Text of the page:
My diary has an index, just 'Date' and 'Catch' columns so that I can quickly look up a particular day from the fish caught. Not the most accurate or detailed record list but usually enough for me. Before today there were six dates recorded in 2016 and apart from a few fish taken from the River Tone in February all of the others have just said "Blank".
I know that a bad run can befall any of us and heaven knows I have always been inconsistent in most things. I've gone for longer periods with a dry net and it has, at times, got under my skin but I have rarely had periods of such miserable luck. Not just fishing luck, oh no, the kind of misfortune that keeps you awake at night along with that which makes serious dents in your bank balance. It's been a pretty dire year thus far.
Then the sun comes out and suddenly the trees have taken on a mantle of green, the swifts are screeching overhead once more butterflies emerge to brighten the hedgerows and fields and everything feels just that little bit more bearable. It is time for a trip to the lake to see if the late Spring has stirred the fish.
One other angler was set up on the southern bank, doubtless casting across to the tangle of fallen trees where the fish like to bask. That seems somehow impolite, to disturb the fish in their home, I much prefer to intercept cruising fish. I parked on the north bank and walked, searching for signs of fish and movement. I had reached the top end shallow without so much as a glimpse and faced the prospect of a return trek to a plan B swim where I would hopefully find something on the fin. But wait! In the bay, quite barren a few minutes ago, a dark shape hovered, drifting slowly over the far side. That's all I needed.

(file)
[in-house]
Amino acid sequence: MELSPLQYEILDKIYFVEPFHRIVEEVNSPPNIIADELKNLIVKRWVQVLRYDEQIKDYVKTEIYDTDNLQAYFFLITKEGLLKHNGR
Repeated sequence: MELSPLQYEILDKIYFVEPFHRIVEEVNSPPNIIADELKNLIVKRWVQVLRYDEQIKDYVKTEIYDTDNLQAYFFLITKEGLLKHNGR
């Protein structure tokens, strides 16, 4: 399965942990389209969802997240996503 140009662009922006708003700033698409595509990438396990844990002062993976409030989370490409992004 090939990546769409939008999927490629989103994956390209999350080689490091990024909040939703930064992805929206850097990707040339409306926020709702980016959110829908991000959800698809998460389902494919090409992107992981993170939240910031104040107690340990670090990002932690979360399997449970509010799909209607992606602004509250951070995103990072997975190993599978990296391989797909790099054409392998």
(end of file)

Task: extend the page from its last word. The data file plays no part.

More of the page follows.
I quickly sorted myself out and put a pva bag of broken boilies out with a few more scattered around it. It was just after midday, a late start but I was full of hope. Twenty minutes later the bobbin lifted and a slow but determined run developed - and I missed it. Not long after the same happened again. Bream were doubtless working the bay and that always makes life difficult. I have enjoyed many a day's bream fishing in my time and, unlike some so-called 'specialist' anglers, I do not unhook them with my foot. But they can be a pain in the proverbial - and were today.
It soon went quiet but there were no signs of carp either. Neil texted me and suggested 3.15 pm was a good time for a bite there. He's always banging on about '3.15' but I've never found it particularly good, indeed I couldn't remember action of any sort at that time. I put another bait out and sat back enjoying the wildlife and the warmth. Cane, my dog, steadily built a bonfire around me as he tried to induce play in between seeing off pheasants. I took out my latest book Rivers Run by Kevin Parr and enjoyed the first few chapters until a shout from the Delkim had me leaping over a dog, at last prone, and reaching for my old Hardy rod. It was 3.12pm and I was in!
I was fishing through little more than a gap in the trees and, to get control over the running fish, I had to go for a paddle. The water was cold and the dead leaves and silt pungent but, standing in water surrounded on three sides by trees and reeds, I am never happier. Getting down to water level to play a fish is so much more personal that standing aloft on a high bank, this was almost eye to eye battle and every turn and run of the fish felt electric.
With my prize finally netted I stumbled up the bank and rested the fish in a more accessible spot whilst sorting out the scales and camera. A pretty linear fish just one ounce over that magic 20lb mark. A suitable reward and, with wet, stinking feet and an empty flask I trudged back the car and the long drive home. Today the diary index will have a different entry. Happy days.